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Nehemiah

Author: Unknown

Date Written: 440-350 BC

Date of Narrative: 445-425 BC

 

The book of Nehemiah follows on the heels of Ezra.  In fact, in the Hebrew Bible the two are actually a single book.  Ezra narrates the first two returns, the reconstruction of the Temple and the reinstitution of the Mosaic Law.  Nehemiah details the last wave of return, the building of Jerusalem's walls and the repopulating of the Holy Land.

 

Both men are Jews.  Ezra is a priest but Nehemiah is a political leader.  The book begins with Nehemiah in the Persian capital of Susa where he holds an important position in the king's court.  Nehemiah hears of Jerusalem's sorry state and he obtains permission from King Artaxerxes I to go there and help.

 

When Nehemiah arrives in Jerusalem, he inspects the walls and immediately launches a building project to reconstruct them.  Most ancient cities were walled to protect their populations against military attacks.  Jerusalem's lack of walls left it defenseless and politically unimportant.  Local Persian rulers feel threatened by the rise of Jerusalem under Nehemiah's leadership, so they openly oppose the wall project.  The rulers Sanballat, Tobiah and Geshem prepare a military attack, but the Jews' vigilance prevents open conflict.  The situation is so tense that the workers keep themselves armed at all times (4).  The local rulers try to lure Nehemiah to an assassination attempt and accuse him of plotting an insurrection (6).  But through all this opposition, Nehemiah and the Jews complete the wall in just 52 days.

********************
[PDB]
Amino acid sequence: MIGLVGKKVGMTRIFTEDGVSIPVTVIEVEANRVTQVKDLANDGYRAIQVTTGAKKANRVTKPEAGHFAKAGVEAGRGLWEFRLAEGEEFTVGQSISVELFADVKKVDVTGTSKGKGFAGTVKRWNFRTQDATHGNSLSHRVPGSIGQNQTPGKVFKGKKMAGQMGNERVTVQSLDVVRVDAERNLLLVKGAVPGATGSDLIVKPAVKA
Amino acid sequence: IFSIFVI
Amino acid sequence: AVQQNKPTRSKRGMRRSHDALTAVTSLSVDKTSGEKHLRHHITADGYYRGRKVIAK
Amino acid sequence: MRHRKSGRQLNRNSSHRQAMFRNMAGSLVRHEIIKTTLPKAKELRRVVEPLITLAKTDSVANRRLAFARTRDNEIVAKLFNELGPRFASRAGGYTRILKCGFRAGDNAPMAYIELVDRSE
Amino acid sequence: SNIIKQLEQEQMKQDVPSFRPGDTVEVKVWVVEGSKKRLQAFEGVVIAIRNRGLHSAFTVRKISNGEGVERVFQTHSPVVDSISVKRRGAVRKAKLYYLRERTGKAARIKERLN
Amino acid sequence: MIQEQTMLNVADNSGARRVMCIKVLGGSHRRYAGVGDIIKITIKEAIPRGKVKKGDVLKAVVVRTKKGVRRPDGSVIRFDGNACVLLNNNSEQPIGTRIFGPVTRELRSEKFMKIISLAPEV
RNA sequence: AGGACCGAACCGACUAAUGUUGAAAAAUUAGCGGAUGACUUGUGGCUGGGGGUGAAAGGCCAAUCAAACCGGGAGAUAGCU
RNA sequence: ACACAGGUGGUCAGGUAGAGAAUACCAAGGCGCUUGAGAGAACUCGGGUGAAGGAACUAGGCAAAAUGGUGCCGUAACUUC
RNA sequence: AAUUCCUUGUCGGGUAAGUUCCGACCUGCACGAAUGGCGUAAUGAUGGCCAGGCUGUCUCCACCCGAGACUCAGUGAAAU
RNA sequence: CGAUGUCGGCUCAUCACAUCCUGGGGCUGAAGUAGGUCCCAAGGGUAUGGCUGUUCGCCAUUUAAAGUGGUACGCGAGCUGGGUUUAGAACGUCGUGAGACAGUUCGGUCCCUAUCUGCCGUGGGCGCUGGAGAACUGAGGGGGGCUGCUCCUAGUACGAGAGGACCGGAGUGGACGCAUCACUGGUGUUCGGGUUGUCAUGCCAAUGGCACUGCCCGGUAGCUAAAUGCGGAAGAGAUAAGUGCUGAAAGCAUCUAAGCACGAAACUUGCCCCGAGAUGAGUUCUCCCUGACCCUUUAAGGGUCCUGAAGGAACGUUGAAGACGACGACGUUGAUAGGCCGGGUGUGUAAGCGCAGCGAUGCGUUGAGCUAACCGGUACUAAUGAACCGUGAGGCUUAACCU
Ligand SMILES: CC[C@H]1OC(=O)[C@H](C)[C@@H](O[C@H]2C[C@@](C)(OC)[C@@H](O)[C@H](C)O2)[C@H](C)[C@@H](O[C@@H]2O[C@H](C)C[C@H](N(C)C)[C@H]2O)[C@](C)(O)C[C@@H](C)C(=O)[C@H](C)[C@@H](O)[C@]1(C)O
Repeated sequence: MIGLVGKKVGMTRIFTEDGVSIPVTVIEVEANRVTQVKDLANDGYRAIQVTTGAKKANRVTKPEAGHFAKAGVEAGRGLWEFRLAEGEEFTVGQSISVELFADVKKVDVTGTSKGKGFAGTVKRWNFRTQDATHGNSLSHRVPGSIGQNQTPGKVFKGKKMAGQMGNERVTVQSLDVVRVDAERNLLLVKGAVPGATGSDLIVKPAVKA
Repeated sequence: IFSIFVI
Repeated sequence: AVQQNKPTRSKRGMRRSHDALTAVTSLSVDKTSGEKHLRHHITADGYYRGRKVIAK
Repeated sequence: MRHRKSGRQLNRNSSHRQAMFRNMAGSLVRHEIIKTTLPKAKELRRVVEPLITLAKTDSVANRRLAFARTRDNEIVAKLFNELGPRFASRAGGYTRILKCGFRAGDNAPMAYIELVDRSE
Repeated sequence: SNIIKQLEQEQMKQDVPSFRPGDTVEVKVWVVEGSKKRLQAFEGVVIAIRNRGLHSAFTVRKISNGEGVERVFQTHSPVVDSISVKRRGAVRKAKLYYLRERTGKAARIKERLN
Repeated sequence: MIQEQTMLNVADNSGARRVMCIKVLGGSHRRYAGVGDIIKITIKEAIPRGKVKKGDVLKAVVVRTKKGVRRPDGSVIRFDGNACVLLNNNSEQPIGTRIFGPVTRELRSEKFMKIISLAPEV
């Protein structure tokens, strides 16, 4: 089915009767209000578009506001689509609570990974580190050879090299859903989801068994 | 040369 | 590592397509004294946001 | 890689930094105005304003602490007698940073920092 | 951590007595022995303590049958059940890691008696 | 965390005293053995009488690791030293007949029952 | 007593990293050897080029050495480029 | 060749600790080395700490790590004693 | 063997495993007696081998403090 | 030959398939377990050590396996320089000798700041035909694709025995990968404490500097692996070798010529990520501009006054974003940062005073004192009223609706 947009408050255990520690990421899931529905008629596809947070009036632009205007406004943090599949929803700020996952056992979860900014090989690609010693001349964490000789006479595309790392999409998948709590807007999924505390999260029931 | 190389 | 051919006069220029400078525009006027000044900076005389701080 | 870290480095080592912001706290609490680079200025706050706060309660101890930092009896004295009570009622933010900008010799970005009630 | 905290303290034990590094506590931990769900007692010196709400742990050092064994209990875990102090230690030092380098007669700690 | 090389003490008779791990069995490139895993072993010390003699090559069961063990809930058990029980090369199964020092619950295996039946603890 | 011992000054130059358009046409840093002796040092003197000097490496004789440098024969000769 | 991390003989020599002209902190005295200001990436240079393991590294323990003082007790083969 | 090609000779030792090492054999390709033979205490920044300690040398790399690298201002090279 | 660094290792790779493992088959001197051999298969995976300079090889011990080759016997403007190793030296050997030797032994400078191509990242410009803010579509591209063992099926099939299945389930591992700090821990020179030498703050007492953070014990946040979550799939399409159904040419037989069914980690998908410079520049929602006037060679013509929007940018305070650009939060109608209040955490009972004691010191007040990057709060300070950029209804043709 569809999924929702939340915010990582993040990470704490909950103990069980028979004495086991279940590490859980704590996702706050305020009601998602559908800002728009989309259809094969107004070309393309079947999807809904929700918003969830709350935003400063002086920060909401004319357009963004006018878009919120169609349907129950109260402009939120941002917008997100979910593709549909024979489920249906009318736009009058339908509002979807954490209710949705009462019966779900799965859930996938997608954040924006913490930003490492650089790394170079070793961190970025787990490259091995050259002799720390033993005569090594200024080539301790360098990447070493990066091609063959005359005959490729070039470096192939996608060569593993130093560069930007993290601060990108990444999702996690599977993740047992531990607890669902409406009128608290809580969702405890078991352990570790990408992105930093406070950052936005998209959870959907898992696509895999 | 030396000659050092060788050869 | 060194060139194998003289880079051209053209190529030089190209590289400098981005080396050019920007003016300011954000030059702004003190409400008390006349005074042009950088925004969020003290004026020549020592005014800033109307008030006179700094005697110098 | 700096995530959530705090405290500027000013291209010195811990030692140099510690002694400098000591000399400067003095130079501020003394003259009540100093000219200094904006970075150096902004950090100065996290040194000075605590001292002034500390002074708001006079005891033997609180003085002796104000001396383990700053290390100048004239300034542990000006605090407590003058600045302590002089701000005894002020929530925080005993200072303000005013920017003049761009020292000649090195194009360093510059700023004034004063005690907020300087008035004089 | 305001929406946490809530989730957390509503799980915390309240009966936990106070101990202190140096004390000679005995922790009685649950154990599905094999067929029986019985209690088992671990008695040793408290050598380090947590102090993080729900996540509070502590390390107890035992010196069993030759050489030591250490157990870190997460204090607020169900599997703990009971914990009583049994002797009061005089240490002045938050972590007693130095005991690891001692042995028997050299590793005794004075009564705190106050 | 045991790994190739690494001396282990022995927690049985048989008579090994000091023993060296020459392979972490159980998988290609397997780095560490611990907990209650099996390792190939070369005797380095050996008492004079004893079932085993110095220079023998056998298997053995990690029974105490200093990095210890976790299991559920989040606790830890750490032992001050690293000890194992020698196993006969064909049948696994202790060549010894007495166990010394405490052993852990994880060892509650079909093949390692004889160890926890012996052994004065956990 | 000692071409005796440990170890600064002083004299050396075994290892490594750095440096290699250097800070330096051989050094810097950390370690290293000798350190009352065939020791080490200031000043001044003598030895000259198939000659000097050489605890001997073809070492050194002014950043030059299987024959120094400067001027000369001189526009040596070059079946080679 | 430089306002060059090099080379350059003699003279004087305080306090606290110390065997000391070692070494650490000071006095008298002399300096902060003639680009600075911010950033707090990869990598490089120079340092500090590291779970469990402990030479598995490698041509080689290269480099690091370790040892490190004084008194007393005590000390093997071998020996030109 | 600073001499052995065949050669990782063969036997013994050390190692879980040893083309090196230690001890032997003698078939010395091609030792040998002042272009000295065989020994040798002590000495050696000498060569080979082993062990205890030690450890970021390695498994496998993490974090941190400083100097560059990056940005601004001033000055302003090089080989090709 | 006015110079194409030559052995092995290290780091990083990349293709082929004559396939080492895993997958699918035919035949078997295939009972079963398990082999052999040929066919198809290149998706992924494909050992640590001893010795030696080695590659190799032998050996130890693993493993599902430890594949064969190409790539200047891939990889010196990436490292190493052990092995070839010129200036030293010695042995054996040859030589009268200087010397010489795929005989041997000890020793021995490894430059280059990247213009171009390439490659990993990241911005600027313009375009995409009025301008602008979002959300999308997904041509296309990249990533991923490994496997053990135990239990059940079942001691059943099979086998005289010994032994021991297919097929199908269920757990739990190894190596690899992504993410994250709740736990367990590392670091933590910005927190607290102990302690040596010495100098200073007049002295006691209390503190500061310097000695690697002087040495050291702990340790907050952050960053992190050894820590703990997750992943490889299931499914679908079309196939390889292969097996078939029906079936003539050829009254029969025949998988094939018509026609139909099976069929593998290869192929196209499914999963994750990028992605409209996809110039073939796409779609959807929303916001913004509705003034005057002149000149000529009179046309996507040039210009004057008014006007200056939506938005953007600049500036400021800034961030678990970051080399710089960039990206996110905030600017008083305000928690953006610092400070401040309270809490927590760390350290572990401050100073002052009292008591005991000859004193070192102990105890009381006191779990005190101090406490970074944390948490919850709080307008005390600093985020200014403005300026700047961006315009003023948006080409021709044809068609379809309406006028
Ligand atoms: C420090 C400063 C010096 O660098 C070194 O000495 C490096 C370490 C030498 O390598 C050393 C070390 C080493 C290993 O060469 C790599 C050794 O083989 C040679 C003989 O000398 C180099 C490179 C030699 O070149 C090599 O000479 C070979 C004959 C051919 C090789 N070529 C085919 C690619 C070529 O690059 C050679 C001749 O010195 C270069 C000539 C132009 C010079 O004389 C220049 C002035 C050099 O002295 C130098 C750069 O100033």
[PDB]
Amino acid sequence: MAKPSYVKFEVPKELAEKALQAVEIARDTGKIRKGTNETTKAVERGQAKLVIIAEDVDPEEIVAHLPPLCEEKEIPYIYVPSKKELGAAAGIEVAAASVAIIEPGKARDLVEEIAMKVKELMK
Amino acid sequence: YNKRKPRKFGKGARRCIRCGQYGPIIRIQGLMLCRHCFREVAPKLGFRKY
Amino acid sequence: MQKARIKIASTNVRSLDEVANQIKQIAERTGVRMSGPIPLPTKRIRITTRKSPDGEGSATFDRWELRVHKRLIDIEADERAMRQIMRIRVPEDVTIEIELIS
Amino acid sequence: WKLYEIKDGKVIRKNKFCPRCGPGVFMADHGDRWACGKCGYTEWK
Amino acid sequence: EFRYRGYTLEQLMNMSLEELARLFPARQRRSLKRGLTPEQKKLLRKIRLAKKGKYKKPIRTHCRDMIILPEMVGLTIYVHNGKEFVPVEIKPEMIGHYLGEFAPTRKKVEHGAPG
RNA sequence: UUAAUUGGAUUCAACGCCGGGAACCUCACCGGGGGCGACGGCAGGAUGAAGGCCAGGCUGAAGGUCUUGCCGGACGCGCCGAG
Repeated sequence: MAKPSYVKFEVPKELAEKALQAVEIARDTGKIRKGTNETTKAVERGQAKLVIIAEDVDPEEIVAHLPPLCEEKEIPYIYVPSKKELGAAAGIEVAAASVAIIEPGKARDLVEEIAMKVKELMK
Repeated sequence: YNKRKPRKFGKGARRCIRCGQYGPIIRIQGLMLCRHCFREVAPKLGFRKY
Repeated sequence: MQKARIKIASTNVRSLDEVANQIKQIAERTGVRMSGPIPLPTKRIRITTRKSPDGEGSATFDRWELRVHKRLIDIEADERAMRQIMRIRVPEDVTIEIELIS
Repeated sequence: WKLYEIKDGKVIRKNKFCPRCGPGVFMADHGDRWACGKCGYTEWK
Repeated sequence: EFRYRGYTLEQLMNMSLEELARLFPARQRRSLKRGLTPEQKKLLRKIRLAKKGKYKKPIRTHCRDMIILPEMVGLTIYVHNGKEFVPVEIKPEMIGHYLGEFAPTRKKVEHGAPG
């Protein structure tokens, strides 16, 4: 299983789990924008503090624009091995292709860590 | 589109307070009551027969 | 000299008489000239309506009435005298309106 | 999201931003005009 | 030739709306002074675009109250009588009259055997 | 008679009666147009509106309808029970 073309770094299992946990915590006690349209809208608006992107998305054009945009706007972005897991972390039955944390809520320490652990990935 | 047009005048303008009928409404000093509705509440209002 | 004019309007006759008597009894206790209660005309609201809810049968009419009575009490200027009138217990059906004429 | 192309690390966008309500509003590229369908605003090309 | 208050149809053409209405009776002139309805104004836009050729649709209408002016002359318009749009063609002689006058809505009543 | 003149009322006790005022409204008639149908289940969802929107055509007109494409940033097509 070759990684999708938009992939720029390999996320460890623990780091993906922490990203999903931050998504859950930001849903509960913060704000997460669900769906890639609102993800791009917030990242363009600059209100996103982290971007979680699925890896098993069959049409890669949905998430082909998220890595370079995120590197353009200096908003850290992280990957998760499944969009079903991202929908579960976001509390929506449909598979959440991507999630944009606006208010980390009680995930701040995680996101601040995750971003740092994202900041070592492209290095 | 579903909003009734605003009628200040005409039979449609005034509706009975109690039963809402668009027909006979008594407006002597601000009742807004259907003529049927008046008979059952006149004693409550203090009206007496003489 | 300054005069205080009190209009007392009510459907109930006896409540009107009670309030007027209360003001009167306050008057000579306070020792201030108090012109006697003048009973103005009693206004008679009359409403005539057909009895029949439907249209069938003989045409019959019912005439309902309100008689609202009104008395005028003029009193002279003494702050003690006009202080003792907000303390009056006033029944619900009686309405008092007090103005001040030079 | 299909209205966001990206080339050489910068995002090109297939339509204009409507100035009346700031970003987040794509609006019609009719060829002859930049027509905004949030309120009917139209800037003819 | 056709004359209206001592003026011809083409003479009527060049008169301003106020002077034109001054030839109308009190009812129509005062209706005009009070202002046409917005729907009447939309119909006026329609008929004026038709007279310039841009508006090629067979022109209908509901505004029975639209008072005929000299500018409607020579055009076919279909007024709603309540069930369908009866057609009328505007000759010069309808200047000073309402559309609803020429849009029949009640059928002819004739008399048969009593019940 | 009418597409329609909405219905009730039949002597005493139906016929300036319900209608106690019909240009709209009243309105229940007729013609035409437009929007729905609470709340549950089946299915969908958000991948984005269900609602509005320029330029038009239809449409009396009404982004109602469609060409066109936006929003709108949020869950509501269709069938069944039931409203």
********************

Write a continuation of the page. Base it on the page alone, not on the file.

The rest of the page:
Nehemiah also takes care of some social problems in Judah.  Some wealthy Jews were lending money to poor Jews at high interest rates against the Law of Moses (see Exod 22:25) so Nehemiah rebukes the creditors and brings debt relief for the poor borrowers.

 

Nehemiah sets out to renew the covenant in several other ways.  Under his leadership, Ezra reads the Law of Moses aloud to the people during the Feast of Tabernacles (8).  The people celebrate the Day of Atonement and mourn for their sins, offering a beautiful prayer of repentance for their covenant unfaithfulness (9).  After the prayer they formally recommit themselves to the covenant (10).  The people promise to keep the Law, to avoid intermarriage, to keep the Sabbath, to provide for the Temple worship and to offer tithes.

 

After the walls are built and the covenant renewed, people need to live in Jerusalem.  Therefore the leaders chose ten percent of the people by lot to live in the city.  Many of the priests and Levites settle in Jerusalem to conduct the Temple worship.  Ch. 11 lists where the Jews settle and Ch. 12 gives the important list of priests, designating who can serve in the Temple.

 

The people enjoy a celebratory dedication of the wall of Jerusalem and they renew the order of Temple worship.  Nehemiah deals with a few problems of covenant faithfulness in the last section of the book.  He cleanses the Temple, enforces the Sabbath and rebukes those who had intermarried.

 

Nehemiah demonstrates deep fidelity to the Lord.  His faithful perseverance and heroic courage, especially in light of internal resistance, are an example for us. 

 

By Mark Giszczak

 

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Nov
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November 27, 2014

Thursday of the Thirty-Fourth Week in Ordinary Time

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